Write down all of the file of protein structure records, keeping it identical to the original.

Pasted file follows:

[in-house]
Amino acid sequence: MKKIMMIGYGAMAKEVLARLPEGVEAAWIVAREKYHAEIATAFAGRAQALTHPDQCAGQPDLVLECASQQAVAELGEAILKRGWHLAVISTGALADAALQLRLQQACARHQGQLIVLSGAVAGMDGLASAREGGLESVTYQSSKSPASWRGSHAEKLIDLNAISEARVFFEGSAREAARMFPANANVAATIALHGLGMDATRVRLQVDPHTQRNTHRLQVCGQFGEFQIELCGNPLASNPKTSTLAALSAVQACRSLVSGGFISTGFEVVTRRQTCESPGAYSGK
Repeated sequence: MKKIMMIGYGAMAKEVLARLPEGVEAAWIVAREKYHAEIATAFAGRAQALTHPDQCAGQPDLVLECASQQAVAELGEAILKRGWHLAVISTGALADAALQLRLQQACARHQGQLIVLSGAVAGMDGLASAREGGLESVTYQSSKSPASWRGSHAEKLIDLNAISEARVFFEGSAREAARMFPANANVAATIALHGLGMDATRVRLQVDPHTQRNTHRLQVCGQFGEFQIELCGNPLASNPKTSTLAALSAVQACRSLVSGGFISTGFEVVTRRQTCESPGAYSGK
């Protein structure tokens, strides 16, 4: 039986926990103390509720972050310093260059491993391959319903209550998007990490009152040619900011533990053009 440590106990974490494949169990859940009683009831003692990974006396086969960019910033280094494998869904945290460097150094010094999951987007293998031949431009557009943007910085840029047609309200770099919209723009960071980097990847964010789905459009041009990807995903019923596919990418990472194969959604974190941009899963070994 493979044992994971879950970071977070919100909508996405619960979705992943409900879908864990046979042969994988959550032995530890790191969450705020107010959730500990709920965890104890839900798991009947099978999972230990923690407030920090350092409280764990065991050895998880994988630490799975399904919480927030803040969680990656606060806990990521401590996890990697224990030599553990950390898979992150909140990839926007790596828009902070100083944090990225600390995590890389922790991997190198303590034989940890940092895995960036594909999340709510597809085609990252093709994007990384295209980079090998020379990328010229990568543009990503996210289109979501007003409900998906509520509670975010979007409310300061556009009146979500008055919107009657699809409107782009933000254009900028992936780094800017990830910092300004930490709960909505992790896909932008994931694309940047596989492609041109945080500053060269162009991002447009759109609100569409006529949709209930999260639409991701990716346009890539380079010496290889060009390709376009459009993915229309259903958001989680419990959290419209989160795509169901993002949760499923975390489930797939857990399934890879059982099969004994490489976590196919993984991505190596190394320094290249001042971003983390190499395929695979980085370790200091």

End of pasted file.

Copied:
[in-house]
Amino acid sequence: MKKIMMIGYGAMAKEVLARLPEGVEAAWIVAREKYHAEIATAFAGRAQALTHPDQCAGQPDLVLECASQQAVAELGEAILKRGWHLAVISTGALADAALQLRLQQACARHQGQLIVLSGAVAGMDGLASAREGGLESVTYQSSKSPASWRGSHAEKLIDLNAISEARVFFEGSAREAARMFPANANVAATIALHGLGMDATRVRLQVDPHTQRNTHRLQVCGQFGEFQIELCGNPLASNPKTSTLAALSAVQACRSLVSGGFISTGFEVVTRRQTCESPGAYSGK
Repeated sequence: MKKIMMIGYGAMAKEVLARLPEGVEAAWIVAREKYHAEIATAFAGRAQALTHPDQCAGQPDLVLECASQQAVAELGEAILKRGWHLAVISTGALADAALQLRLQQACARHQGQLIVLSGAVAGMDGLASAREGGLESVTYQSSKSPASWRGSHAEKLIDLNAISEARVFFEGSAREAARMFPANANVAATIALHGLGMDATRVRLQVDPHTQRNTHRLQVCGQFGEFQIELCGNPLASNPKTSTLAALSAVQACRSLVSGGFISTGFEVVTRRQTCESPGAYSGK
């Protein structure tokens, strides 16, 4: 039986926990103390509720972050310093260059491993391959319903209550998007990490009152040619900011533990053009 440590106990974490494949169990859940009683009831003692990974006396086969960019910033280094494998869904945290460097150094010094999951987007293998031949431009557009943007910085840029047609309200770099919209723009960071980097990847964010789905459009041009990807995903019923596919990418990472194969959604974190941009899963070994 493979044992994971879950970071977070919100909508996405619960979705992943409900879908864990046979042969994988959550032995530890790191969450705020107010959730500990709920965890104890839900798991009947099978999972230990923690407030920090350092409280764990065991050895998880994988630490799975399904919480927030803040969680990656606060806990990521401590996890990697224990030599553990950390898979992150909140990839926007790596828009902070100083944090990225600390995590890389922790991997190198303590034989940890940092895995960036594909999340709510597809085609990252093709994007990384295209980079090998020379990328010229990568543009990503996210289109979501007003409900998906509520509670975010979007409310300061556009009146979500008055919107009657699809409107782009933000254009900028992936780094800017990830910092300004930490709960909505992790896909932008994931694309940047596989492609041109945080500053060269162009991002447009759109609100569409006529949709209930999260639409991701990716346009890539380079010496290889060009390709376009459009993915229309259903958001989680419990959290419209989160795509169901993002949760499923975390489930797939857990399934890879059982099969004994490489976590196919993984991505190596190394320094290249001042971003983390190499395929695979980085370790200091």